In 1990, a young woman was strangled on a jogging path near the home of Pat Brown and her family. Brown suspected the young man who was renting a room in her house, and quickly uncovered strong evidence that pointed to him - but the police dismissed her as merely a housewife with an overactive imagination. It would be six years before her former boarder would be brought in for questioning, but the night Brown took action to solve the murder was the beginning of her life's work.
Pat Brown is now one of the nation's few female criminal profilers - a sleuth who assists police departments and victims' families by analyzing both physical and behavioral evidence to make the most scientific determination possible about who committed a crime. Brown has analyzed many dozens of seemingly hopeless cases and brought new investigative avenues to light.
In The Profiler, Brown opens her case files to take listeners behind the scenes of bizarre sex crimes, domestic murders, and mysterious deaths, going face-to-face with killers, rapists, and brutalized victims. It's a rare, up-close, first-person look at the real world of police and profilers as they investigate crimes - the good and bad, the cover-ups and the successes.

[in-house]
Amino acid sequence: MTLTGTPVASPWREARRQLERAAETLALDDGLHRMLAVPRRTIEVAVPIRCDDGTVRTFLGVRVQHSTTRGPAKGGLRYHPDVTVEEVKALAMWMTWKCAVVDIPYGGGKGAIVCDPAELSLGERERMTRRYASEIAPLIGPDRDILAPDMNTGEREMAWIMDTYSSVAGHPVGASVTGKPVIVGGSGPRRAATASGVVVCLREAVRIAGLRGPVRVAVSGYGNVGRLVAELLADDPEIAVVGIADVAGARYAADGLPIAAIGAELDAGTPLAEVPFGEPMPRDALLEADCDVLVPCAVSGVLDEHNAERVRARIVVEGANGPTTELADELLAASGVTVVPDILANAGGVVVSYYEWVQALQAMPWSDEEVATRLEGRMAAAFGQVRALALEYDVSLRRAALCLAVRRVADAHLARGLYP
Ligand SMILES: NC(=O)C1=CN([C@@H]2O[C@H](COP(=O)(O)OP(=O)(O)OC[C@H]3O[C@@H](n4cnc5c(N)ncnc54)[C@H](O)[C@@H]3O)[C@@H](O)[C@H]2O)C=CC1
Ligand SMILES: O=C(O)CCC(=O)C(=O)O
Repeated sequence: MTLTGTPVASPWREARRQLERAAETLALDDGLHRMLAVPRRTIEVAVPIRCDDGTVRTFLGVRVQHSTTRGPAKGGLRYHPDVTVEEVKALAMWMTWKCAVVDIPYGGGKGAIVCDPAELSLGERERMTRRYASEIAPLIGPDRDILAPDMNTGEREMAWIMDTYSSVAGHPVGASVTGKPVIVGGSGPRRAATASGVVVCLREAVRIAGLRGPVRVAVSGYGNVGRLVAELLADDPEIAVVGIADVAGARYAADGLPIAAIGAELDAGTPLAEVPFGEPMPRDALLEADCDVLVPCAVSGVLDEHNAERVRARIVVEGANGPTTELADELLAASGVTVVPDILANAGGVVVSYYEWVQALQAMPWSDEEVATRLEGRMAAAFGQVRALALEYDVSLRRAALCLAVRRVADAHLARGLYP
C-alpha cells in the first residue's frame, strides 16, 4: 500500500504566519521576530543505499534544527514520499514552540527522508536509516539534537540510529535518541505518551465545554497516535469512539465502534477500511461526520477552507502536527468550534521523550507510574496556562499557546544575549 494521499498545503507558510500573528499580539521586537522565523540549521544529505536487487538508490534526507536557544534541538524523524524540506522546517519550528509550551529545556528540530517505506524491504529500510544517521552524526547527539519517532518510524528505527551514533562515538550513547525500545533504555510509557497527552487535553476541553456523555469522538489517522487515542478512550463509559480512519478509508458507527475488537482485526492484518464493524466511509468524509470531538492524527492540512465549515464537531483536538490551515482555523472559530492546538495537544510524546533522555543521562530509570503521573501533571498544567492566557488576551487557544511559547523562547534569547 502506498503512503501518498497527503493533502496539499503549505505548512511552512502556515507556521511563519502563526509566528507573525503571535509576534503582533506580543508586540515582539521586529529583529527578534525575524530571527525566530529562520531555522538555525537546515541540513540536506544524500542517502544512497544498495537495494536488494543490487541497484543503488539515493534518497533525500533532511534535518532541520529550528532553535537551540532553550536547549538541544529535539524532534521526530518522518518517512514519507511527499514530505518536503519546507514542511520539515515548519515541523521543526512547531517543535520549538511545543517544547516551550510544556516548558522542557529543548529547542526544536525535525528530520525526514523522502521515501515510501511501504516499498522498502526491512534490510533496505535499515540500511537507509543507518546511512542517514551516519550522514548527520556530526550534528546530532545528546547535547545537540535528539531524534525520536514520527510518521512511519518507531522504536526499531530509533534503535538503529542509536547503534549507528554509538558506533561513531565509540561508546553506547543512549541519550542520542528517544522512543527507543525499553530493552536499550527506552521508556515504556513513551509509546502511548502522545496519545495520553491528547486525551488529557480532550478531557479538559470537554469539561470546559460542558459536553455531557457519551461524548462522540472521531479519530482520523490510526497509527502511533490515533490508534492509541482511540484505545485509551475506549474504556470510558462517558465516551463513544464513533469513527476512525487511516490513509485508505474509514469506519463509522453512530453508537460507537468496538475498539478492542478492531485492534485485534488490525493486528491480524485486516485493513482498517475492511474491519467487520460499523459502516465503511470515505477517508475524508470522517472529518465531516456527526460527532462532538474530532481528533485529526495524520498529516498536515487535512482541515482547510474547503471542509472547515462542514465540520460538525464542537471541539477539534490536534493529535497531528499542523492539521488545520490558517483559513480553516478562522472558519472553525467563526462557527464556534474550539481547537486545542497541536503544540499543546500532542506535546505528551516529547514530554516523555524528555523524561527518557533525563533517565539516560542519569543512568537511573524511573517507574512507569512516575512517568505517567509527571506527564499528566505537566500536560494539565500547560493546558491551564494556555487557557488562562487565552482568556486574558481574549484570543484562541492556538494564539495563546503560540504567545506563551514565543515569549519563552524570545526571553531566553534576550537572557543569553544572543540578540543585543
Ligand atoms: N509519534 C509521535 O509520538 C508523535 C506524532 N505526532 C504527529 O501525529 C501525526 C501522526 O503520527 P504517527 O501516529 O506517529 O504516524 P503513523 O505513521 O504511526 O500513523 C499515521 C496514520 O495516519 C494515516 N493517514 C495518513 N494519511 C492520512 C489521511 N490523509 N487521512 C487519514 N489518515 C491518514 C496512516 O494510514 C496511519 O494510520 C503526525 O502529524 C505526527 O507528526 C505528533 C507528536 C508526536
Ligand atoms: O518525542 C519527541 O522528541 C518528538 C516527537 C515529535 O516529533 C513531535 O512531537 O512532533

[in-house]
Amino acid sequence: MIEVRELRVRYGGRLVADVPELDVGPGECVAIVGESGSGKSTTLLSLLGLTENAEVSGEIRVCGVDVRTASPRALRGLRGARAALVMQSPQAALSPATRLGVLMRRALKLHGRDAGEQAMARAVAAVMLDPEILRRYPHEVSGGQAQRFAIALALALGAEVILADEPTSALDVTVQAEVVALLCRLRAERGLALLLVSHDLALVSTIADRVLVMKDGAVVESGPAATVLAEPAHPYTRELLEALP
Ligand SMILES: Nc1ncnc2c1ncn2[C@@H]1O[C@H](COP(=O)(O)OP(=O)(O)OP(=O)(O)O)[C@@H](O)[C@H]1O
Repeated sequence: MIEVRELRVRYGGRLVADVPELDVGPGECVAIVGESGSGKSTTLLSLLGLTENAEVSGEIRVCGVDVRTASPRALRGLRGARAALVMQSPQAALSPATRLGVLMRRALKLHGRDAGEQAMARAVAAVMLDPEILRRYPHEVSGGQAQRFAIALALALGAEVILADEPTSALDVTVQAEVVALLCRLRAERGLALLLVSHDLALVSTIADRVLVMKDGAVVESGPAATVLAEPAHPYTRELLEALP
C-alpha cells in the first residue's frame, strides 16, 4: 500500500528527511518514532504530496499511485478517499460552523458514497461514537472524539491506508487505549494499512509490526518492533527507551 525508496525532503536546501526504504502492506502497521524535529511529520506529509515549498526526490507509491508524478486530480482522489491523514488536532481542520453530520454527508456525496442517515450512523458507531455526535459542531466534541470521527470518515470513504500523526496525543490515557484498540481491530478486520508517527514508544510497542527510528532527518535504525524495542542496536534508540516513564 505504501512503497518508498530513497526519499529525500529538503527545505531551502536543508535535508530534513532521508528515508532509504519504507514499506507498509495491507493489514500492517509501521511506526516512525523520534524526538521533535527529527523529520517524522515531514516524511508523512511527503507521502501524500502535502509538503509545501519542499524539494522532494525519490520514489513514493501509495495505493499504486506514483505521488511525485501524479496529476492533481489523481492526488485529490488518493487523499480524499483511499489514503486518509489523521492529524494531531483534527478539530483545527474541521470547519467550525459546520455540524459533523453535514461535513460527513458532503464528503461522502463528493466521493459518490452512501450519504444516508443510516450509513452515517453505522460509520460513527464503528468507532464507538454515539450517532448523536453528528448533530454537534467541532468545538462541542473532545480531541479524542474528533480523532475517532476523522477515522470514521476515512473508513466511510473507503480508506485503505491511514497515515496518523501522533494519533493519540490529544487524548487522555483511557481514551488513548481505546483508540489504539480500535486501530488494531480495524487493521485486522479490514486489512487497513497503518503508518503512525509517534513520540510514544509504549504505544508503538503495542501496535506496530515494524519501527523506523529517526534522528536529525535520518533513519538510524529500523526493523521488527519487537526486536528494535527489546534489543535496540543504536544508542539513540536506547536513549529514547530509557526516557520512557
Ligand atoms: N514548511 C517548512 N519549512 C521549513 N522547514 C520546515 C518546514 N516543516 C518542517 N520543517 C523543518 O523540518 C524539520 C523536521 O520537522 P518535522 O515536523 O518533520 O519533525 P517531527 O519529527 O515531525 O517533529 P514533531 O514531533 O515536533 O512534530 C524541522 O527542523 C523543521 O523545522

©2010 Pat Brown (P)2010 Audible, Inc.
"Pat Brown takes us into the very minds of cold-blooded killers. Most people can't comprehend the `why' behind murder. Pat, utilizing her background as one of the country's leading criminal profilers, coaches the reader as to how a killer thinks, reacts, and kills! Incredible!" (Nancy Grace, host of Nancy Grace on HLN)
So many books, so little time...
I loved the book on many different levels. It was interesting to find someone who followed their dream and opened up a completely new career for themselves. I don't know much about Pat Brown, but her story made me think of all those times that someone tries to correct a wrong or thinks about correcting a wrong, but she did it. She stood on her soap box and eventually made someone notice. I would like to get her other books. The only minor point about the book is that a professional reader might have been able to add more dimensionality with a professional reading.